Music can encourage movement.
Getting enough movement in the day can be challenging for some Alzheimer’s patients. Clapping, dancing, hand motions, and playing hand-held instruments are all part of music therapy. To stimulate certain areas of the brain, music therapists are trained in and use a large variety of these instruments, like tambourines, percussion shakers, bells, drums, and ribbon wands. Research has even shown that by providing a catchy musical beat to walk to, a person living with Parkinson’s can move with a steadier gait.
Music encourages engagement with others.
For as long as people have made music, music has brought us together. Neuroscientist and musician, Alan Harvey, says, “Music is a social glue that clearly enhances our sense of mental well-being.” He says that the parts of the brain that include empathy, trust, and altruism are also the same parts that satisfactorily respond to the music we enjoy.
Music therapy encourages people to interact and engage in positive ways. People brighten up and sing together or share memories triggered by a familiar song.
According to Music Therapist and nationally-recognized neuroscience expert, Elizabeth Stegemöller, music increases dopamine production and, in turn, dopamine assists in making new brain connections. Professor Stegemöller also states that music therapy is unique in that “music can activate the entire brain” which allows for opportunities to connect through an “alternative pathway that is less affected by the disease.” A few ways this use of neuroplasticity helps patients express themselves is the clear signal that a beloved tune can send to the brain, plus the effect of a primal rhythm that’s inherently within humankind.
Dr. Sanjay Gupta says, “Music therapy helps speech, but also motor skills, memory and balance. Also emotionally uplifting.” Music can be joyful, life-affirming, and engaging, all the things we want most for our loved ones with dementia. Want to help your loved one enjoy more music? Dementia care experts advise building a playlist to enjoy together. Find popular music from your loved one’s era and experiment with different songs. Note their response to favorites and make a list of soothing melodies and stimulating songs. Experts suggest playing peaceful music during times that may be stressful, like mealtime, and upbeat music at times you want to help boost your loved one’s mood.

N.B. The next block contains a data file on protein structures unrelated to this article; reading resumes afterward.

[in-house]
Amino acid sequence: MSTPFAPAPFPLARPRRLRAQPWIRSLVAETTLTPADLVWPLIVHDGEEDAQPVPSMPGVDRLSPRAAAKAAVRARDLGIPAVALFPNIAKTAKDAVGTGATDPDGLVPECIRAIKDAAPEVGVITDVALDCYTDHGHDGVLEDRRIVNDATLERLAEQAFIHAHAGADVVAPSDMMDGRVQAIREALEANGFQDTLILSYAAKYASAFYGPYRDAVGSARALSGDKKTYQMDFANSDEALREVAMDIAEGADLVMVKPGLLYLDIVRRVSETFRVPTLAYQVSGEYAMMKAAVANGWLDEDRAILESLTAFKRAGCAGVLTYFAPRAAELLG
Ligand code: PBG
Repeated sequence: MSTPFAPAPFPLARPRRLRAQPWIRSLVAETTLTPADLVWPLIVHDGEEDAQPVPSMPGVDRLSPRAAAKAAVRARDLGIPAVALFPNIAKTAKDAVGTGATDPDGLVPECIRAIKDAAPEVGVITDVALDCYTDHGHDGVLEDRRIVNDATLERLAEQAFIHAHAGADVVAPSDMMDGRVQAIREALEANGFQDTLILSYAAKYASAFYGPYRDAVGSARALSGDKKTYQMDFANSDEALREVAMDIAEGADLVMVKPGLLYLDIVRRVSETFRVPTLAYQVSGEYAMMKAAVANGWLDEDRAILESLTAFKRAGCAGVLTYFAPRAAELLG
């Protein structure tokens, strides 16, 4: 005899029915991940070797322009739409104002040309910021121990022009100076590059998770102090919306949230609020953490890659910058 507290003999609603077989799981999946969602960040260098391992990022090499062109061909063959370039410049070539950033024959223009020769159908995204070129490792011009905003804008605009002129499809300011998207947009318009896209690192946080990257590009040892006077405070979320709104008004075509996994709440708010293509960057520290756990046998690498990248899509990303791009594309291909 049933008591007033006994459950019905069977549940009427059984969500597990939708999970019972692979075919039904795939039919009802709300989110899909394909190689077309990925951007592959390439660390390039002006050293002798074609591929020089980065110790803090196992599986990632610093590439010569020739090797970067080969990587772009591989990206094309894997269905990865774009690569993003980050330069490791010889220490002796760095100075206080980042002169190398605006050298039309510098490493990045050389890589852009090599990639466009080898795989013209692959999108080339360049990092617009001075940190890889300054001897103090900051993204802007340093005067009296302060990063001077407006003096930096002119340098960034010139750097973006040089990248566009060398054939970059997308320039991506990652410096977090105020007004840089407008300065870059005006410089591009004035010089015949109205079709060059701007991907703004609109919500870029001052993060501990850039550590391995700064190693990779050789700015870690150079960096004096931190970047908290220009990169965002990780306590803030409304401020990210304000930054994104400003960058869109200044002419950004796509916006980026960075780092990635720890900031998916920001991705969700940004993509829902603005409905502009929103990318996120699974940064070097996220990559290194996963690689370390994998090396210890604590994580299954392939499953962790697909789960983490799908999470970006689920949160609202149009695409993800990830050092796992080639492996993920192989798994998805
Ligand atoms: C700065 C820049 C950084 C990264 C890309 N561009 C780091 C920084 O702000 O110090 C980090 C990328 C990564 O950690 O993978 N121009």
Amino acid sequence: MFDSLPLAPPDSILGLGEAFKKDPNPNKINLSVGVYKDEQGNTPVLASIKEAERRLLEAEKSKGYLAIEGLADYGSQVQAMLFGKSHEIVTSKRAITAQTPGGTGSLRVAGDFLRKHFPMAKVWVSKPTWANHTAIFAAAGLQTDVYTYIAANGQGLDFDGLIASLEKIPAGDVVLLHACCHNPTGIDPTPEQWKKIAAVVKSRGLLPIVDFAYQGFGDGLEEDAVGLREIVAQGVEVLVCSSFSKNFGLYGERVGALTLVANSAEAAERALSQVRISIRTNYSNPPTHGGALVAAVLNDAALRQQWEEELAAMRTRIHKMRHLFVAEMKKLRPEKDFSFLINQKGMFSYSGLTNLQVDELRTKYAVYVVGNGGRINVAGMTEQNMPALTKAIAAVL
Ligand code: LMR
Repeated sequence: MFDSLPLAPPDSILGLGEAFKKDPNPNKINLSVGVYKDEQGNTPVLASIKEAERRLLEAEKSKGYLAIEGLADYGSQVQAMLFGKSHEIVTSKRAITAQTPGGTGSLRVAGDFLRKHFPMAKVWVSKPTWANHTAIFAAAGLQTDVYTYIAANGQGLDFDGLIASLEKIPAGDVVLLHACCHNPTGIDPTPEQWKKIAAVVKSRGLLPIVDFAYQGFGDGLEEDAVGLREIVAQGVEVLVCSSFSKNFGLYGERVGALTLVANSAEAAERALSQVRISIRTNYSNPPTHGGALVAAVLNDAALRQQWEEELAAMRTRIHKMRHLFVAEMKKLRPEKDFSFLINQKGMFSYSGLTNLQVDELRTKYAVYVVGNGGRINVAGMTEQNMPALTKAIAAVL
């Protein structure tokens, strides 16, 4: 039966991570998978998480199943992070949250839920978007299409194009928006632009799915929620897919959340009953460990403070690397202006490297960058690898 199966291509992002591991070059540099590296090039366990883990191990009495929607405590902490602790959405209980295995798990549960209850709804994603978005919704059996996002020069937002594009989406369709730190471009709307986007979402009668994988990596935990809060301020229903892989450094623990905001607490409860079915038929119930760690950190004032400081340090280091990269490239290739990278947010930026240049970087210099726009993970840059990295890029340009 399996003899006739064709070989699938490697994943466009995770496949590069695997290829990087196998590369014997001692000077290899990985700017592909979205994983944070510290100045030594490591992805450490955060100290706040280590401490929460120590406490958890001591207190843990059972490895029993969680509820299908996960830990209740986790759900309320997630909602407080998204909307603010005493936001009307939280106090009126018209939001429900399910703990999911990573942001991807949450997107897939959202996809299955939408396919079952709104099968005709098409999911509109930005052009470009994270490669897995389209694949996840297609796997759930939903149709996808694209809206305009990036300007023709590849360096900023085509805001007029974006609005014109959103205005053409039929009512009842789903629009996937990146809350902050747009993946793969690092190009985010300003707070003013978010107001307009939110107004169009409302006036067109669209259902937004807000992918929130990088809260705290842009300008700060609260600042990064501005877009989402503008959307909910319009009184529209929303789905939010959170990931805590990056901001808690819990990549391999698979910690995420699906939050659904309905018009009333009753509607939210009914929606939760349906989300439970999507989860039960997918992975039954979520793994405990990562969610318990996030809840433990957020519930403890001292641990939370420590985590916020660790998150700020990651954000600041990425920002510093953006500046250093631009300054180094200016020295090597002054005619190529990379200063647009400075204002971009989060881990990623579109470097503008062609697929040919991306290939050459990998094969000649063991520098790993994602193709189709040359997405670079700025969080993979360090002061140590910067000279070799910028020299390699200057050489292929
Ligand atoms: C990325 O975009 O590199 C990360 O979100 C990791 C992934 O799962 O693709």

Here are a few more ways you can use the principles of music therapy to nurture your loved one:
- Play pretty music—or their favorite songs from their teen and young adult years—and draw pictures or color together while listening.
- Sing familiar Christmas and holiday songs they loved as a child.
- Try your own guessing game. Play the first few measures of a song and have your parent start to sing the rest with you.
- Make a playlist of theme songs from TV shows that they enjoyed watching.
- If you have a piano or guitar available, perform some beloved songs together.
Licensed speech language pathologist and certified music therapist, Kathleen Howland, might have summed it up with this: “Not only do I get to work in the magic and power of music, the power in information that comes from science, but it’s all embedded in a clinical relationship that’s built on compassion, empathy, being of service to our fellow humans…it’s a really beautiful way to work.”
At Avalon Memory Care, we’re always looking for new experiences and therapies to engage our residents. If you’d like to take a tour and learn more about our unsurpassed level of care and music therapy, call us at (972) 364-4755.